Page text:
% daily increase............. 27%.......... 25%........... 24%

The numbers are from the daily bulletin of the Protezione Civile, which is issued daily at 6PM.

It's still a high rate of increase, of course, but without restrictions on assembly and movement, it could be much worse. If each infected person passed the contagion to one other person, the rate of increase would be 100%.

I

Last edited by bvlenci; Mar 10th, 2020 at 04:21 AM.
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Old Mar 10th, 2020, 03:45 AM
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Thanks for the update. BA has cancelled all flights to all of Italy as of today until April 4th. I am concerned about the travellers that are there and due to fly home and how they will manage. I wonder if they will send flight to bring them home?

Last edited by OReilly64; Mar 10th, 2020 at 03:47 AM.
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Old Mar 10th, 2020, 04:39 AM
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Originally Posted by bvlenci View Post
Here are the numbers I have for the last three days. The denominator is the total number of known contagions from the beginning of the crisis. (You can't use number of active cases, which is what most sources are citing, because it omits those who are no longer infected and those who have died.)

Total cases
6th March.... 4636.. 7th 5883.. 8th 7375. . 9th 9172
New cases...... ----.........1247........ 1492 ........1797
% daily increase............. 27%.......... 25%........... 24%

The numbers are from the daily bulletin of the Protezione Civile, which is issued daily at 6PM.

It's still a high rate of increase, of course, but without restrictions on assembly and movement, it could be much worse. If each infected person passed the contagion to one other person, the rate of increase would be 100%.

I
a calculated mortality rate of 4.7% points to many more infected cases than are currently counted.

For those who want to follow: https://opendatadpc.maps.arcgis.com/...c82fe38d4138b1
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Old Mar 10th, 2020, 05:40 AM
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Interesting report in the Corriere della Sera
https://www.corriere.it/cronache/20_...41af0f23.shtml
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Old Mar 10th, 2020, 06:31 AM
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I read the article (via Google Translate). Both instructive and moving. Required reading for all.
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Old Mar 10th, 2020, 12:36 PM
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Originally Posted by bvlenci View Post
​​​​​​
I'm very sorry to contradict you, Menachem, but the rate of increase of new cases is not increasing, and hasn't increased in three days. The number of cases would continue to increase even if the rate of increase were falling. I'm not at home now, but when I return, I'll post the numbers. I do remember that the rate of increase was 27% three days ago, 25% two days ago, and 24% yesterday. The difference is too small to be statistically significant, but it's not an increase.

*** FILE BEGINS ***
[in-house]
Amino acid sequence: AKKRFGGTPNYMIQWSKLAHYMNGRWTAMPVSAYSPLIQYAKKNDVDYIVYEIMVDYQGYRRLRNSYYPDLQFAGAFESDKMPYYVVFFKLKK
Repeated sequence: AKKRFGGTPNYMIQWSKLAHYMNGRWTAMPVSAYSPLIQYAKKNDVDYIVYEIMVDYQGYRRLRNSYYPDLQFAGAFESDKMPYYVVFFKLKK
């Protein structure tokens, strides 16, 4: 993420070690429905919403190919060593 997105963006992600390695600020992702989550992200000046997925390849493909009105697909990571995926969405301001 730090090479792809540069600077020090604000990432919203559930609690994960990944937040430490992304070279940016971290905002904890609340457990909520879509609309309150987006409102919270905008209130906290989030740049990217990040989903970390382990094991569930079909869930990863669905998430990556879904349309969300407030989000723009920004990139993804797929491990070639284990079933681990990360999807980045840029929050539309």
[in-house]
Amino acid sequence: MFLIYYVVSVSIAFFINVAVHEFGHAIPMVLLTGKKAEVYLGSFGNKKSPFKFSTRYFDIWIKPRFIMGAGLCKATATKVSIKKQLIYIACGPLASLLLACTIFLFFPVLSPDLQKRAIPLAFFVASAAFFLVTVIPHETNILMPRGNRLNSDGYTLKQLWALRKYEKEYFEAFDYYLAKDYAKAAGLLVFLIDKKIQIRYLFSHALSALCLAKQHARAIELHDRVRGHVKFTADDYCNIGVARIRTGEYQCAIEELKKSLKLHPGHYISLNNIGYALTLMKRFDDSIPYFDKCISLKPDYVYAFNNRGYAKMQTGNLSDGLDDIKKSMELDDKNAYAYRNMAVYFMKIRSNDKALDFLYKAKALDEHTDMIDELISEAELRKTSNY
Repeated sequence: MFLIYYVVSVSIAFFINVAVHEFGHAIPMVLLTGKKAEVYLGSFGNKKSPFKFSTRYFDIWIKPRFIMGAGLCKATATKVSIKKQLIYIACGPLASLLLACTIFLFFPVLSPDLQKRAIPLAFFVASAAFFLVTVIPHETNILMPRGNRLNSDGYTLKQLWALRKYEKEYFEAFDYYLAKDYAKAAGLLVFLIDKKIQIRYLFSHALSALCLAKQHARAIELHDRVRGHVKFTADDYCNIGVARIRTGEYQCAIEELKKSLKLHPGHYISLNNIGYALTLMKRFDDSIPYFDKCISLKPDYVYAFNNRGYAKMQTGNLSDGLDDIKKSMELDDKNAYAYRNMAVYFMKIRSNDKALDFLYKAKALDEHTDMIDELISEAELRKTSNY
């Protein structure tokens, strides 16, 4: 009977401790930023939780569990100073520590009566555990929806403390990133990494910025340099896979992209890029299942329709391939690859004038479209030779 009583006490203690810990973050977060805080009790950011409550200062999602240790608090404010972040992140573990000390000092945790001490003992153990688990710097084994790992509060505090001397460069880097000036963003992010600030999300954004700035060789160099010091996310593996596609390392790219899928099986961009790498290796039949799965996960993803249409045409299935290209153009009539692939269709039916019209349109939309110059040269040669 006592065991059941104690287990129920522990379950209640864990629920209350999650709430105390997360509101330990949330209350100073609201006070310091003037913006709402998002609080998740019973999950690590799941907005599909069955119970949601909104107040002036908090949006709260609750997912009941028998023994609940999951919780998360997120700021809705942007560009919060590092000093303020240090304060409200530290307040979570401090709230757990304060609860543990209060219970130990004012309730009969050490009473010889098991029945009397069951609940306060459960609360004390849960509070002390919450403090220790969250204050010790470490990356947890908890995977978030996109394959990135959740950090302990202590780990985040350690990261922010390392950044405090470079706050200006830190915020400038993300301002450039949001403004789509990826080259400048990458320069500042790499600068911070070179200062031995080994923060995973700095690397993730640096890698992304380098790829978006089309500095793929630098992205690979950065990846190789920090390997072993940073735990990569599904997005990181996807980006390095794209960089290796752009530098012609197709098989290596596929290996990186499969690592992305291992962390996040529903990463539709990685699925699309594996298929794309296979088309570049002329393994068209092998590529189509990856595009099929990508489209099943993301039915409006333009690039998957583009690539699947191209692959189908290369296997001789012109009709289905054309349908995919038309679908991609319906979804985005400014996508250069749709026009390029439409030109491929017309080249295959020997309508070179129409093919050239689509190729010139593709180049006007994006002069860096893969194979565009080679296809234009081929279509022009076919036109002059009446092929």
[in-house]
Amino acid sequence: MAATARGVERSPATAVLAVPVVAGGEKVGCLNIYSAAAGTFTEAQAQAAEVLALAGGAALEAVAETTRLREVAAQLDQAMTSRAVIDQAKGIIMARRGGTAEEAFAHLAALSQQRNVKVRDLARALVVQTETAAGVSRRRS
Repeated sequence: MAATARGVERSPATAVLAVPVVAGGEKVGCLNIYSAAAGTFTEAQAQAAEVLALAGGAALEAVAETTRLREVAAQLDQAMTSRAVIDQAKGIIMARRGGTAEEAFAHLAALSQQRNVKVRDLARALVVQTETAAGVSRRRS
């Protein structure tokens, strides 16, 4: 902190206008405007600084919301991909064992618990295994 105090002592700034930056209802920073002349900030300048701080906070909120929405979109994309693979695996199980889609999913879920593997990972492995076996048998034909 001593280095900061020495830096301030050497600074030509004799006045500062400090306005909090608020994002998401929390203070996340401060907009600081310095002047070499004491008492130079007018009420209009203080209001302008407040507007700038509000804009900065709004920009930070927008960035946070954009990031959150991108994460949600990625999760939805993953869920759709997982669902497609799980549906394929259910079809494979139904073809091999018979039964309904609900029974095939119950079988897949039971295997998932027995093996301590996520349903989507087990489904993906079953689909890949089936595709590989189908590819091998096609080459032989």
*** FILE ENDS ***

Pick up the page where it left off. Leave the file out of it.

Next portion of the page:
Isn't that because the testing policy has changed. The high number of deaths points to higher numbers of infected than are reported. We see this by the periodical corrections.

http://opendatadpc.maps.arcgis.com/a...c82fe38d4138b1

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Old Mar 10th, 2020, 12:56 PM
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A few posts earlier neckervd posted an article that got me thinking.The deaths in Italy are heavily weighted by those over 80 years old. I realize now from that article that those 80 years old are chosen for lesser treatment due to their age when the hospital is overwhelmed. Since those over 80 are less likely to survive, they are undertreated leading to an increased death rate,and that self-fulfills the the statistics. Circular reasoning when death is on the line.
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Old Mar 10th, 2020, 12:58 PM
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Originally Posted by neckervd View Post
Official figures published 1 hr ago:

INFECTED PEOPLE PER REGION (official statistics = tip of the Iceberg NOT rounded numbers):

Lombardy:3372
Emilia-Romagna, Marche : 1362
Veneto, Venezia Giulia, Alto Adige (Dolomites):708
Piemonte, Liguria (5Terre), Aosta: 431
Tuscany, Umbria: 191
Campania (Naples, Amalfi): 100
Lazio (Rome) and Vatican: 81
oltre Eboli:80
SICILY: 51
I don't know why you lump Le Marche with Emilia Romagna. The two regions have little in common other than the Adriatic Sea. Le Marche has 394 total ccontagions as of today, including those who have died or recovered, and almost all of those are from Pesaro Urbino, which is on the border with Emiliia Romagna.
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Old Mar 10th, 2020, 01:36 PM
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Isn't that because the testing policy has changed. The high number of deaths points to higher numbers of infected than are reported. We see this by the periodical corrections.

http://opendatadpc.maps.arcgis.com/a...c82fe38d4138b1
I don't put much stock in that page, because it's almost entirely based on the number of current cases. It can go up or down based on factors that have little to do with the change in the number of contagions. I prefer the cumulative number of contagions since the beginning of the epidemic.

To make an extreme example, imagine that today there are 1000 cases. 400 die before tomorrow and 100 are declared cured. Tomorrow the number of cases is 500. Does that mean things are getting better? If instead 100 died and 400 were declared cured, the number of cases tomorrow would still be 500, but because of a very different set of events.